We first saw Outbraker’s power adjusting system at Interbike 2015, test riding it to see how it completely eliminates brake lock. It does it by effectively introducing a secondary master cylinder that lets you adjust where the flow cutoff is, which means it can apply power up to the point of full braking, but just before lock up. For commuters and newbies, that could mean just grabbing a handful of brakes and getting maximum stopping power with no skidding or loss of control. Now, they’ve got a dual system that controls both front and rear brakes with a single lever…


Curious about the technology? Check out last year’s coverage for a detailed explanation. The dual system splits the line, pushing fluid to both calipers with a slight bias toward the front brake.


If 1x is cleaning up the drivetrain and shifters, Outbraker’s dual system does the same for brakes.


Their demo setup shows the pressure directly in the brake line (left) compared to the actual pressure being pushed into the line (right).


Here’s what the they look like side by side, the dual version (left) and the single one (right). They can be installed directly behind the lever or anywhere inline. The angles of the hose exits have improved over the original version, getting rid of the L-bend and pointing the hose out from the lever in a straighter line.


Just for fun, they installed an XT caliper on an electric scooter, which made for some very wild demos.



  1. Commuters and Newbies are capable of learning how to brake just like everyone else. However, this is a great product for someone who is disabled.

  2. Except it has a cutoff that doesn’t change with weight balance, slope, terrain… so, you either have less braking force than you might otherwise have, or you STILL have to feather. It’s not an anti-lock system, it’s a force limiting system.

    Plus you’d need twice the lever pull to get as much fluid to each brake. It’s close to being a great accessory for the physically challenged, but it seems like it has a ways to go.

    • i was going to say that road riding in the wet might be the one legitimate application. I dont get it i guess, why would one want to limit or not lock an xt (dirt) equipped bike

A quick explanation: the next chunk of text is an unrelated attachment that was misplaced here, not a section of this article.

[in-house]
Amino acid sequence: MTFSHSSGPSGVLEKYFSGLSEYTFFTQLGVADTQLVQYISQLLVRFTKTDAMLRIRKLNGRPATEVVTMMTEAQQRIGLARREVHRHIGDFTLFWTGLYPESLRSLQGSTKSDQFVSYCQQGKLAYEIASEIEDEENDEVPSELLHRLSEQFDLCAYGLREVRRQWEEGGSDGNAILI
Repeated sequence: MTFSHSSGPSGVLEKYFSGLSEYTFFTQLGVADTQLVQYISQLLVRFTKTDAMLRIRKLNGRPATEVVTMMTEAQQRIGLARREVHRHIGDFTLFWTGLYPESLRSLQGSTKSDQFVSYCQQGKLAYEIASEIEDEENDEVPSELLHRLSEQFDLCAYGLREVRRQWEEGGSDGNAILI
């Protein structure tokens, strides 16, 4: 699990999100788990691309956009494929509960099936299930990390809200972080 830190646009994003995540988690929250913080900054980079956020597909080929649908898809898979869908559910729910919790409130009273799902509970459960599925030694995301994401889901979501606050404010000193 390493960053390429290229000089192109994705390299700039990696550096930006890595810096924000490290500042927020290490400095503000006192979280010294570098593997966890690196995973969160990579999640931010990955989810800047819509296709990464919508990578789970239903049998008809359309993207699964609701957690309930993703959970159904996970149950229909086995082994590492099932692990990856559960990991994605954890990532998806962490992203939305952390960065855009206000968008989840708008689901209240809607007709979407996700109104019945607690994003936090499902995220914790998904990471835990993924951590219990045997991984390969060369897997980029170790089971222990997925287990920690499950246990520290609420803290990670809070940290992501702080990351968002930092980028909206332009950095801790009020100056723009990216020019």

• ^^^ Correct. Plus, the first person who wipes out because it was dialed in for dry and they hit the deck in the wet/snow, will receive a hefty settlement if it is marketed as anti-lock.

  3. It’s a nifty piece of technology like having the option on locking either one or both of my wheels if the trail situation calls for it.

  4. I agree. Anyone who thinks this is an anti-lock brake system like that of a car, where you can just hammer the brake lever on any surface and the system will apply maximum possible braking but no more, is in for a very rude awakening. This is a truly misleading report.

  5. Couple problems. 1. Doubling displacement of fluid at the caliper requires a corresponding increase of fluid displaced at the master cylinder. 2.Doubling the return displacement of fluid due to thermal expansion to the master cylinder requires a corresponding larger reservoir. 3. There is no way any brake manufacturer will honor your warranty when the brakes fail due to issue 1 or 2 occurring. The product idea may be a nice idea for certain users, but it is a definite liability for all users.

  6. One way to solve the volume problem would be to use the XT piston to actuate a second piston with half the area of the XT piston. That would provide the right amount of travel from a single lever. Of course, you’d also get half the force you’d expect from a single lever and caliper, but there’s no such thing as a free lunch, is there?

  7. Looking at the two pressure gages, I suspect they’ve implemented something like what I described in my post above. But then (as others have pointed out) this isn’t “anti-lock braking.” It’s just high-lever-effort braking, which isn’t remotely the same thing.

  8. I think this system is for avoiding a locking wheel in the back, as the front needs more power to stop, You have full power from the lever in the front but you can adjust the pressure in the back so there is no locking when solliciting the front harder. Excellent system for trikes.

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